Until just a few days before Christmas, Oprah Winfrey’s presence in the Tri-Counties was much like any of the other dozen or so members of the entertainment and business elite.
Her semi-secluded life included social events held in tents on a lawn adjacent to her Montecito estate. Her purchases put smiles on the faces of area merchants, but most of the time we saw her on TV or smiling at us from a magazine cover at the supermarket checkout.
But something changed for one of America’s wealthiest women this holiday season.
In late December she made a $1 million gift to Cottage Health System, helping to put the region’s largest fundraising effort closer to its $100 million goal.
She made another $465,000 gift to Unity Shoppe, joining other entertainers, like Peter Noone, in reaching out to the neediest members of the South Coast community.
Oprah still spends most of her time in Chicago, but she seems to have grasped the essential truth about our region: it may be home to many wealthy people, but it typically does not contain wealthy communities.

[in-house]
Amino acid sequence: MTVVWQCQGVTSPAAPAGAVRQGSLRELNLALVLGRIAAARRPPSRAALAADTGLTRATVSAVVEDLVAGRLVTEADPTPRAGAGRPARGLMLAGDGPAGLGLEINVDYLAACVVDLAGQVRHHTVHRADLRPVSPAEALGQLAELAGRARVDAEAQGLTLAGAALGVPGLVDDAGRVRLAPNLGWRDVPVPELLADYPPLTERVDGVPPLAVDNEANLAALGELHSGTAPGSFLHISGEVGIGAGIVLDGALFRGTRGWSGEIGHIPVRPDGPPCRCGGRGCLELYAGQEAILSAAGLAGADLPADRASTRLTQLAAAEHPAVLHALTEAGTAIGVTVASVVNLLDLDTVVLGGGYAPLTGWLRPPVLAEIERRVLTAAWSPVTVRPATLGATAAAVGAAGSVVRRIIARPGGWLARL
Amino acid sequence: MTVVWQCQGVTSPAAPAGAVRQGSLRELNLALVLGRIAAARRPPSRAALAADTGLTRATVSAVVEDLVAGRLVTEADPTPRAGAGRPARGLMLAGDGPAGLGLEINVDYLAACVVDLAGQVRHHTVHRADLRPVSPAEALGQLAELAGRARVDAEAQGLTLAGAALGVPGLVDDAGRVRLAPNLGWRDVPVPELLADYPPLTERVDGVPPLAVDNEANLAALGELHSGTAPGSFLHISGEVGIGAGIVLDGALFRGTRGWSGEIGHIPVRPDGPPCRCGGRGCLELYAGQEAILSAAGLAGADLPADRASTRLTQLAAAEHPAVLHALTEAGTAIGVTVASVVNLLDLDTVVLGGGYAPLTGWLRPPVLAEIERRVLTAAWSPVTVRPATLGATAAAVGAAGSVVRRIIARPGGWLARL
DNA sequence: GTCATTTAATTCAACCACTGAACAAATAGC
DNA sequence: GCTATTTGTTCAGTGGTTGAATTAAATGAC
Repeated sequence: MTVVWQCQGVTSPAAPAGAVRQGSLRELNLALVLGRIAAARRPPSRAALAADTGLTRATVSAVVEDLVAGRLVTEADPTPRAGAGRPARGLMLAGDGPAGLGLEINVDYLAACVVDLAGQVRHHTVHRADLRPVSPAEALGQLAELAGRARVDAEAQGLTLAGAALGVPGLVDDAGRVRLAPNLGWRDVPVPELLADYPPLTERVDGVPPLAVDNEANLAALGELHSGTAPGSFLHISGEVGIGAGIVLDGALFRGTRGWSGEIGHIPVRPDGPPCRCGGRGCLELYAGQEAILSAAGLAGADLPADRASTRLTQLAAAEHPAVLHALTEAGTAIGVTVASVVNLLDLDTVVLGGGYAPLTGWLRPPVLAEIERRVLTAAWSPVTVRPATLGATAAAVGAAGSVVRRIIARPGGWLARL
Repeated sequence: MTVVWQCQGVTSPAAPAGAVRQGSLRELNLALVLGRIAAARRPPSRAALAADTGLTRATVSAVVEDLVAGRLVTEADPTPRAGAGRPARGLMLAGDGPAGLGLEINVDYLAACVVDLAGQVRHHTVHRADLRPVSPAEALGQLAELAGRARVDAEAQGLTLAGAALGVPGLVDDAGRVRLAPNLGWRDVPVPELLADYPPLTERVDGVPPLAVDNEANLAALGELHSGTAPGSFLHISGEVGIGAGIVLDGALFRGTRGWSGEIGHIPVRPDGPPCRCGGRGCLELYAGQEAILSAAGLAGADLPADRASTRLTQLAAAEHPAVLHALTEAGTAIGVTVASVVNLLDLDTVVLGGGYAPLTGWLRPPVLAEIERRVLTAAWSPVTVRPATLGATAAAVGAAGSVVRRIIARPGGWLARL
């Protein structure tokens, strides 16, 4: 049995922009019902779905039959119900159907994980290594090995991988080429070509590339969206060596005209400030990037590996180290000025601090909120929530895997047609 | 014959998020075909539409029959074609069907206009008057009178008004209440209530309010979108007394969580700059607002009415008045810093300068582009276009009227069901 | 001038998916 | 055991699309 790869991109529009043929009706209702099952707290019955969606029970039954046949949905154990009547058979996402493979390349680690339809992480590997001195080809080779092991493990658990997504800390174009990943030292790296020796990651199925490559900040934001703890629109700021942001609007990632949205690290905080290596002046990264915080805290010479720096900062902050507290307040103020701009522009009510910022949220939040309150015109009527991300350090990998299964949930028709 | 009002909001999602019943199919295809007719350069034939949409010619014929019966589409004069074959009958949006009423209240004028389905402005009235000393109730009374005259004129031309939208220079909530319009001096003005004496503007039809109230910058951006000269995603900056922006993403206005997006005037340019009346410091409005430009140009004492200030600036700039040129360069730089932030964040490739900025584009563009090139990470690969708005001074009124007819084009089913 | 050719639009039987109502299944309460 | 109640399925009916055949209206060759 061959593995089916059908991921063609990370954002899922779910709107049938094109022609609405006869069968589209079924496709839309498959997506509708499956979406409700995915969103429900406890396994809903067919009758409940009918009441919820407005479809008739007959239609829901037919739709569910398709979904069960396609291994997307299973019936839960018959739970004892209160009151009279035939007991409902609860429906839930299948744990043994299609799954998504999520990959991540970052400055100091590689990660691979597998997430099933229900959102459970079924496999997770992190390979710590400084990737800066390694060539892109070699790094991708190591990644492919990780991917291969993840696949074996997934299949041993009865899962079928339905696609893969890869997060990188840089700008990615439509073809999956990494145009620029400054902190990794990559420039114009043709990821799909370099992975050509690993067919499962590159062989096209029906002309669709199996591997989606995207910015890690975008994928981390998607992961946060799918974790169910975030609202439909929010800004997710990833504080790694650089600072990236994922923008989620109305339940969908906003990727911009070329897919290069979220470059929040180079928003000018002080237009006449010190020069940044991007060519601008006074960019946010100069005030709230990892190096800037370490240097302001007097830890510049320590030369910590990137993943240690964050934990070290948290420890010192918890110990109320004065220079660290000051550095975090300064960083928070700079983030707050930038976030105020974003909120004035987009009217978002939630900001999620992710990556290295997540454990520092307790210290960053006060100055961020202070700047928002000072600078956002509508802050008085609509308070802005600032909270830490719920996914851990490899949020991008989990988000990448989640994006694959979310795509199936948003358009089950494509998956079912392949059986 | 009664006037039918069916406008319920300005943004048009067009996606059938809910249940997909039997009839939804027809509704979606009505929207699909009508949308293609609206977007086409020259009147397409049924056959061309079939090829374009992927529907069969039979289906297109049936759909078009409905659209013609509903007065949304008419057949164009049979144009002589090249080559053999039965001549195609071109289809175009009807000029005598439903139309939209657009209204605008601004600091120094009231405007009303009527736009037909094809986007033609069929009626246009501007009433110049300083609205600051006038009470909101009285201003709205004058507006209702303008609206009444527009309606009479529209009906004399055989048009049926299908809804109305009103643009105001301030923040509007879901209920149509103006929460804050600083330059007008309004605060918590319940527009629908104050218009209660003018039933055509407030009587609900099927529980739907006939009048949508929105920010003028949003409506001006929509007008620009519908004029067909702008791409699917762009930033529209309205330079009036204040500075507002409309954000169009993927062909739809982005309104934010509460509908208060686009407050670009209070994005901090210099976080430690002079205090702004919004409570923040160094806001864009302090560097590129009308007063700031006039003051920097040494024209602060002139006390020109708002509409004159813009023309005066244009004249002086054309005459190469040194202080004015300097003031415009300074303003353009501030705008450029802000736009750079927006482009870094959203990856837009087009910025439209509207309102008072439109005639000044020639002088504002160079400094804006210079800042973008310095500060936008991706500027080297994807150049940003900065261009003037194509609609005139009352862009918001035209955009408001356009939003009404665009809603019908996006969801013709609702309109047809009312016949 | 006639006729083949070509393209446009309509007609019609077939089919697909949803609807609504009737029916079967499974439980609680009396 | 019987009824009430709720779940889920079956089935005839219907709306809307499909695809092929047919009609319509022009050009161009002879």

In making these gifts she has done two things.
First, she’s joined the ranks of relatively few in the entertainment industry who truly embrace the communities where they live — at least part time. In our view, the best example has been set by former Dallas TV series star Larry Hagman, who has opened his Ventura County home and his pocketbook to support worthy causes in Ventura and Ojai.
Second, she’s set an example for other wealthy individuals, particularly business and financial types, who would rather live behind their 12-foot tall hedges and rely on others to do the hard work of making sure that there is an adequate safety net and an effective health-care system.
Whether it was the community response to the Tea Fire, the recession with its burgeoning homeless problem or just good outreach by local agencies, Oprah has put the region on her personal agenda. Having Oprah in your corner is not a bad way to start the New Year.
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